Lawmakers urged to repeal new school nurse rulesBy DAVE SOLOMON
State House Bureau
January 17. 2018 6:18PM
CONCORD — Lawmakers at the State House last year delayed enforcement of new certification requirements for school nurses, and could now eliminate them altogether.
Tougher rules for school nurses hired after July 1, 2016, were supposed to take effect with the start of the school year, but a legislative committee that presides over rules and regulations decided in October to give nurses affected by the new requirements another six years to comply.
At the time, Education Commissioner Frank Edelblut, who opposes the new rules, predicted legislation would be introduced in 2017 to overturn them. That bill (HB 1217) was debated on Wednesday before the House Education Committee.
Opponents of the new rules say they are unnecessary and make it even more difficult for school districts to hire nurses in a highly competitive market for nursing talent.
Manchester Public Health Director Tim Soucy, whose department supervises more than 20 school nurses, was among those who made that point before the committee.
The N.H. School Nurses Association supports the new requirements and urged lawmakers to keep them in place.
All that’s currently required to be a school nurse is to have a nursing license from the state Board of Nursing, but HB 1193, passed in 2016 and signed into law by Gov. Maggie Hassan, changed that.
School nurses hired after July 1, 2016, will also have to be certified by the Board of Education, just like teachers. While an associate degree is sufficient for a state nursing license, it would no longer qualify for school nursing certification, which would require a bachelor’s degree.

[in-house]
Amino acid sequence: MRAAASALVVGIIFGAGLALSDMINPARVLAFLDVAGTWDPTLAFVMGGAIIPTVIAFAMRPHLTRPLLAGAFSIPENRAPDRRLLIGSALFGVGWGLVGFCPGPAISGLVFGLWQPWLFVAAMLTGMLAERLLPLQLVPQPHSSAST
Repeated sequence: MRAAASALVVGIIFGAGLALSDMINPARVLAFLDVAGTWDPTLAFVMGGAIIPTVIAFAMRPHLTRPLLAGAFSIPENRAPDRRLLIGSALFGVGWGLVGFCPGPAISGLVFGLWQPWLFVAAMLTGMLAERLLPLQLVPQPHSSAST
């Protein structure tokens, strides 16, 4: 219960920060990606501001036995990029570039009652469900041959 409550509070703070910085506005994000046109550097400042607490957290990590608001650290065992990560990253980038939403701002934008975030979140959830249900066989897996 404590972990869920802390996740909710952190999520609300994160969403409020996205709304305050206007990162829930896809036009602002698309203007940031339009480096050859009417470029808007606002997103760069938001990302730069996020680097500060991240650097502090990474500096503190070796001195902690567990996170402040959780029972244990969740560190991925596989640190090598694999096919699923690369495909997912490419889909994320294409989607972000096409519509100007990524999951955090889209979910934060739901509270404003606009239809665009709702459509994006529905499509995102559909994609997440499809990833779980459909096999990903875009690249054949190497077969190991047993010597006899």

Candidates will also need three years of experience in pediatric nursing or related areas, and will have to commit to continuing education. Like teachers, they will have to be recertified every three years by the Department of Education, at a cost of $130 to $150, in addition to what they pay for their nursing licenses.
’No case for urgency’
It all adds up to unnecessary regulation and cost, according to Rep. Greg Smith, R-Northwood, sponsor of the bill to wipe out the new certification law.
“No case for urgency has been made,” he said of the new rules. “There is no danger to the public or school children; no evidence of legal issues that have caused this change; no lawsuits; no federal mandates. Nothing shows that our constituents will benefit from the higher costs and shortage of quality candidates.”
Rep. Dan Itse, R-Fremont, said the change in the rules has created a new hiring problem for school districts across the state.
“There was a feeling prior to (the new rules) that we had under-qualified school nurses,” he said. “Now, because of the new qualifications, we have schools without school nurses. That is not an overall advance. What’s the advantage of requiring a highly qualified school nurse if that means you have no school nurse?”
Paula McKinnon, a school nurse for 23 years in Salem, urged lawmakers to keep the new rules in place, saying that Board of Education certification will “validate that school nurses are a vital part of the educational setting.”
Job is more complex
Also speaking in support of the new rules, and against the bill to overturn them, were a representative of the N.H. School Nurses Association and the former school nurse coordinator for the Department of Education under former commissioner Virginia Barry.
“It is unreasonable to withdraw a process that has been examined and implemented by a variety of stakeholders well-versed in the knowledge and skills our students deserve,” said former DOE nurse coordinator Nancy Wells, “particularly since there hasn’t been enough time to assess its value after implementation for only a few months.”
The demands on school nurses have changed over the years, and the complexity demands proper credentials, she said: “This is not your father’s school nursing.”
The bill to revoke the rules has a good chance of getting out of committee with an “ought to pass” recommendation to the full House.
Rep. Andy Renzullo, R-Hudson, told the Education Committee he was dispatched by House Republican leadership to signal their support for the repeal. “The Republican leadership team believes this bill is a substantial improvement over existing statute,” he said.